French philosopher, historian, critic of art and literature; b. Vouziers (Ardennes), Apr. 21, 1828; d. Paris, Mar. 5, 1893. After the death (1840) of his father, a lawyer, he went to Paris (1841) to study, entered the École normale supérieure (1848), where he excelled as a student yet failed his agrégation examination in philosophy because of his bold ideas. He spent a year at various teaching posts in the provinces, where his independence made him unpopular; and then he returned to Paris for further study. When his doctoral theses in psychology were not accepted, he prepared and defended at the Sorbonne theses on literature: De personis platonicis (in Latin), and Essai sur les Fables de la Fontaine. In 1855 he published Voyage aux Pyrénées; and in 1856, Essai sur Tite-Live, which was crowned by the French Academy. He published also numerous periodical articles, later collected in Les Philosophes français du XIX e siècle (1857) and in Essais de critique et d'histoire (1858). After completing in 1864 his four-volume Histoire de la Littérature anglaise (placed on the Index, June 11, 1866), he was appointed examiner at Saint-Cyr, and in 1864 he replaced Viollet-le-Duc as professor at the École des Beaux-Arts. Two decades of teaching there, plus visits to England, Belgium, Italy, Greece, and the Netherlands, prepared him for his works on the philosophy of art. His Nouveaux essais de critique et d'histoire appeared in 1865, and his humorous recollections of Parisian life, Vie et opinions de Thomas Graindorge, in 1867. De l'Intelligence, an important philosophical work, appeared in 1870. After the disappointments of the Franco-Prussian War, he went to England, taught at Oxford (May of 1871), and then retired for the remainder of his life to Menthon-Saint-Bernard in Savoy. During this period, he wrote Notes sur l'Angleterre (1872), the more important but incomplete Les Origines de la France contemporaine (6 v. 1875–93), and Derniers essais de critique et d'histoire (1894). He was elected to the French Academy in 1878. Although he did not return to religion, he asked to be buried after a Protestant service, thereby witnessing a sympathy for Christianity, which to him represented a great moral and social force. After his death appeared a four-volume edition of his correspondence, translated as Life and Letters of H. Taine (3 v. 1902–08), as well as a novel composed in 1861 under the influence of Stendhal, Étienne Mayran (1910).
Taine's writings are notable for their unity. As a philosopher, a historian, and a literary art critic, he was a leading proponent of scientism, applying to moral sciences the positive method of the natural sciences. In philosophy, as a disciple of condillac, hegel, comte, and Vacherot, he defined the conditions necessary for the development of the spirit. After attacking the spiritualism of cousin and Théodore Jouffroy, he exposed in his principal work, De l'Intelligence, a theory of knowledge that renewed Condillac's thesis on "transformed sensation," asserting that from the confused mass of facts "the constitutive properties of beings" emerge, and permit us to eliminate the contingent and attain "the eternal axiom."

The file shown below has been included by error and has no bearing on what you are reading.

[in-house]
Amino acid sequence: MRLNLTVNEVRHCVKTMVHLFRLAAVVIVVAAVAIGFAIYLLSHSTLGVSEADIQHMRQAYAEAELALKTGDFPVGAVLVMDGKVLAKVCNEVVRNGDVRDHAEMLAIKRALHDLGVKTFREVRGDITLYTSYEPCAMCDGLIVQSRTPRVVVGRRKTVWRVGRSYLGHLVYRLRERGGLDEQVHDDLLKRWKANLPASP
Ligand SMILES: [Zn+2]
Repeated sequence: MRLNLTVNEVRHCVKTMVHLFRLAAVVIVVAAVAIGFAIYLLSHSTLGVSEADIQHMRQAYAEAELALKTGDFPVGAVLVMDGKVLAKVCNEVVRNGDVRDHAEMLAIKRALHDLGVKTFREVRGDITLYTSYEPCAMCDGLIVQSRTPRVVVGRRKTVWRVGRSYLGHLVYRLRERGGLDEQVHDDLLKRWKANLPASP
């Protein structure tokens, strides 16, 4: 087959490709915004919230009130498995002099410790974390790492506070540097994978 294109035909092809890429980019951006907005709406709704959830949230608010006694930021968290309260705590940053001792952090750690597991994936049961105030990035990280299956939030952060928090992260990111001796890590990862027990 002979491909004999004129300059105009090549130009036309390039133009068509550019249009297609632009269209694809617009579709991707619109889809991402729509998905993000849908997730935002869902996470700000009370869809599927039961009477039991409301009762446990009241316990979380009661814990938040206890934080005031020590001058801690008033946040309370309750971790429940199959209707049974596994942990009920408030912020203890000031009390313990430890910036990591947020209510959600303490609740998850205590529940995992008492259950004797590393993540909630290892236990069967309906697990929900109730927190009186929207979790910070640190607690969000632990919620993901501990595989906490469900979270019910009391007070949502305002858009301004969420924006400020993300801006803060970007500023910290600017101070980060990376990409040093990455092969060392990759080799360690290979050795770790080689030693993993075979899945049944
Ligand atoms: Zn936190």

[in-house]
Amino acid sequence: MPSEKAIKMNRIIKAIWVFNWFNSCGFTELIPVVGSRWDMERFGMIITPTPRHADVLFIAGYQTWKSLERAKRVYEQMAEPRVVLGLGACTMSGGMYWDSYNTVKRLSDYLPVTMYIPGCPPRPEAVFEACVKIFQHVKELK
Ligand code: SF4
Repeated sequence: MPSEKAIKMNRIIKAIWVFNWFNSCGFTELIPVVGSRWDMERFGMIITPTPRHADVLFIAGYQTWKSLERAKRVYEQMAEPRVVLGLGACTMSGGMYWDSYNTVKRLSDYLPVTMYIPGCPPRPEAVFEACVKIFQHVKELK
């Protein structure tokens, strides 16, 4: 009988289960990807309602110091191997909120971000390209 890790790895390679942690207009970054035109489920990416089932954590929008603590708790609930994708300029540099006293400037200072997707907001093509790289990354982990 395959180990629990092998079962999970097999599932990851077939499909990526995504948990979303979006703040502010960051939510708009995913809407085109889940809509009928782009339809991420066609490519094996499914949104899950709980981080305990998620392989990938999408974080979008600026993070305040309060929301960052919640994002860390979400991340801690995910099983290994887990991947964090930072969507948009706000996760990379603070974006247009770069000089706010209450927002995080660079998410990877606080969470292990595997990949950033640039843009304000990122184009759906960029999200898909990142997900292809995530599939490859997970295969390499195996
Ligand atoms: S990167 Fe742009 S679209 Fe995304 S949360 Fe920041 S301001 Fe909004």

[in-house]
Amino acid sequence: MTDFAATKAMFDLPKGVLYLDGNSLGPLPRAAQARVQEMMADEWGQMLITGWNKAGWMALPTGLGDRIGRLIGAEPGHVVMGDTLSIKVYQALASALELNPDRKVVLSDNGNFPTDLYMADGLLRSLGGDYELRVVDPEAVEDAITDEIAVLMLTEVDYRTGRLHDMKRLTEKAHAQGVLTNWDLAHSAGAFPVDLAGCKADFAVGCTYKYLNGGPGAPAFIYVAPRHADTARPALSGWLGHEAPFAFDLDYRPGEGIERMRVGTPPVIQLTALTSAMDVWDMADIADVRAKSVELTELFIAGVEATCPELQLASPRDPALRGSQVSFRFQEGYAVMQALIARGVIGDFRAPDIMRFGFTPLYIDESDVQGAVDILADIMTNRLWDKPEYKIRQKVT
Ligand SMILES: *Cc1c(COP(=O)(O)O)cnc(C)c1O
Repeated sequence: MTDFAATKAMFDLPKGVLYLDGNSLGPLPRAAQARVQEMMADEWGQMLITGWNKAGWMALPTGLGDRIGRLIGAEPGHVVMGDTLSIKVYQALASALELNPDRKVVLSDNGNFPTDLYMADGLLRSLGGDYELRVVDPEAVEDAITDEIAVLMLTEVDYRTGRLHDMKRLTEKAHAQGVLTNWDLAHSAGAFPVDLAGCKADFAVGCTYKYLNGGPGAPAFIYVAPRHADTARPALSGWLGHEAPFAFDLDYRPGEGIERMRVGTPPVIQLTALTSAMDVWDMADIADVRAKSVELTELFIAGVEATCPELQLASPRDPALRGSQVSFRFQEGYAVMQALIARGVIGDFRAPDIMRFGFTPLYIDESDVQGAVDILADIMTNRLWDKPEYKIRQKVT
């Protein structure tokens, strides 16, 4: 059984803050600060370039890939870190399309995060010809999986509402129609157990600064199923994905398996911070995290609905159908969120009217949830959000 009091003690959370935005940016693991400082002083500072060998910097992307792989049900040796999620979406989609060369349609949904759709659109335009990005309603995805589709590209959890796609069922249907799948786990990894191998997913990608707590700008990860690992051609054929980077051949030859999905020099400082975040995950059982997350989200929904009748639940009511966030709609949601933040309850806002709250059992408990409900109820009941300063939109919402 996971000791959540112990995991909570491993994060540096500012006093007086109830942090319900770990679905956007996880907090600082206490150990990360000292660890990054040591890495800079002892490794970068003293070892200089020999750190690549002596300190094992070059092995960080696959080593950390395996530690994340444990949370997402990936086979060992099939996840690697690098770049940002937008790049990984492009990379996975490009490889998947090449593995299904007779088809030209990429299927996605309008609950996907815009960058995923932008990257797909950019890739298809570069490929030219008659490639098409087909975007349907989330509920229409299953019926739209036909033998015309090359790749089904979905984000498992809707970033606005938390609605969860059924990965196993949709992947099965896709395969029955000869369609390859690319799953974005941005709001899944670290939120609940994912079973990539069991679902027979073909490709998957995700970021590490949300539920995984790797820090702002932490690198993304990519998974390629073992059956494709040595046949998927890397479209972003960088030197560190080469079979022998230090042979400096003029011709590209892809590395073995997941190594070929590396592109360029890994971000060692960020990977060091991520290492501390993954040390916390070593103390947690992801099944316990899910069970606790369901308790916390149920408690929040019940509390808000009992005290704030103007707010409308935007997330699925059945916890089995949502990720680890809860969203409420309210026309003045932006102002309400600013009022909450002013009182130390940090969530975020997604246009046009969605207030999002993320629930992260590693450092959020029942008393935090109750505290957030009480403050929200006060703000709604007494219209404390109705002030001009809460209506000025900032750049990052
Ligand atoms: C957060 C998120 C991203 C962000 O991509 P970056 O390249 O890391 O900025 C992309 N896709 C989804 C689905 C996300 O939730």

This experimental method he applied to literary or artistic criticism, which he studied like a chemist. To him spiritual phenomena "are products like vitriol and sugar"; art and literature, normal functions of man. In every genius, he wrote, is discernible one "master faculty" that explains all others. But this dominant characteristic is influenced by geography, sun, climate, and above all by the three essential factors of race, environment, and moment. Taine explained the inequality of "human plants" born in identical circumstances by positing the application of a threefold principle: how important the "master faculty" is, how much good it does, and how well effects converge. In brief, he conceived aesthetics according to a rigorous determinism, but his innate clear-sightedness often permitted him to escape the logic of his system.
Taine's philosophical theories also inspired his historical study of the origins of contemporary France. Modern France he described as a plant, whose birth and growth must be known to be understood. In this great, sometimes controversial work, he insisted that the principal agent of the French Revolution was the classical spirit, which produced the excesses of Jacobinism, civil dissensions, and Napoleonic despotism. He held the revolution responsible for France's moral decline and its subsequent evils. He began this study with faith in positivism, but he completed it in disquiet, questioning the existence of any ideal regime and the ability of science to establish a modern constitution. Taine's accounts of journeys revealed in him superior talents as an observer, creator, and portrait painter. His taut, richly colored style used violent, brutal images that moved readers; his pen accumulated materialist metaphors that seem to bring into being the spiritual world, and please by their clarity and life. Many of Taine's books, including his most famous ones, have been translated into English.
Bibliography: e. boutmy, Taine, Schérer, Laboulaye (Paris 1901). v. giraud, Essai sur Taine (Paris 1901); H. Taine (Paris 1928). a. aulard, Taine, historien de la Révolution française (Paris 1907). a. m. barrÈs, Taine et Renan (Paris 1922). f. c. roe, Taine et l'Angleterre (Paris 1923). a. chevrillon, Taine: Formation de sa pensée (Paris 1932); Portrait de Taine (Paris 1958). s. j. kahn, Science and Esthetic Judgment: A Study in Taine's Critical Method (New York 1953). g. morra, Enciclopedia filosofica, 4 v. (Venice-Rome 1957) 4:1070–73.